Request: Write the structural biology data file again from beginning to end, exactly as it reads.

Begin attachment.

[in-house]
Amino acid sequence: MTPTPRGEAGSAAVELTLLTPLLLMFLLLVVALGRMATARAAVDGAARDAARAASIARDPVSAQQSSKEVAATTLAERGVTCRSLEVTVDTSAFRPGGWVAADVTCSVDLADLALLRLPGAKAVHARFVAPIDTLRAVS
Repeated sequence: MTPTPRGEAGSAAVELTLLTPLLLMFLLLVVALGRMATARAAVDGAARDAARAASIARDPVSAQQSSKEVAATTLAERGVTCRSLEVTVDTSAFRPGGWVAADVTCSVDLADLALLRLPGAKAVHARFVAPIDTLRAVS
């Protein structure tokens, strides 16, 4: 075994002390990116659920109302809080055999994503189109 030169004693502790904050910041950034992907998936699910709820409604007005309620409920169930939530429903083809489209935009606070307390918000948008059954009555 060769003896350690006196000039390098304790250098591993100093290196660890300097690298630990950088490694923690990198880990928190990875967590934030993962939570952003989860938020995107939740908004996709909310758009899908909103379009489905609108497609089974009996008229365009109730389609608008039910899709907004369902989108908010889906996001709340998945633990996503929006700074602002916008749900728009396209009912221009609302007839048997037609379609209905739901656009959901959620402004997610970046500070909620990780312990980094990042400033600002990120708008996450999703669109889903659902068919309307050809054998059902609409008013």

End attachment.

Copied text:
[in-house]
Amino acid sequence: MTPTPRGEAGSAAVELTLLTPLLLMFLLLVVALGRMATARAAVDGAARDAARAASIARDPVSAQQSSKEVAATTLAERGVTCRSLEVTVDTSAFRPGGWVAADVTCSVDLADLALLRLPGAKAVHARFVAPIDTLRAVS
Repeated sequence: MTPTPRGEAGSAAVELTLLTPLLLMFLLLVVALGRMATARAAVDGAARDAARAASIARDPVSAQQSSKEVAATTLAERGVTCRSLEVTVDTSAFRPGGWVAADVTCSVDLADLALLRLPGAKAVHARFVAPIDTLRAVS
């Protein structure tokens, strides 16, 4: 075994002390990116659920109302809080055999994503189109 030169004693502790904050910041950034992907998936699910709820409604007005309620409920169930939530429903083809489209935009606070307390918000948008059954009555 060769003896350690006196000039390098304790250098591993100093290196660890300097690298630990950088490694923690990198880990928190990875967590934030993962939570952003989860938020995107939740908004996709909310758009899908909103379009489905609108497609089974009996008229365009109730389609608008039910899709907004369902989108908010889906996001709340998945633990996503929006700074602002916008749900728009396209009912221009609302007839048997037609379609209905739901656009959901959620402004997610970046500070909620990780312990980094990042400033600002990120708008996450999703669109889903659902068919309307050809054998059902609409008013």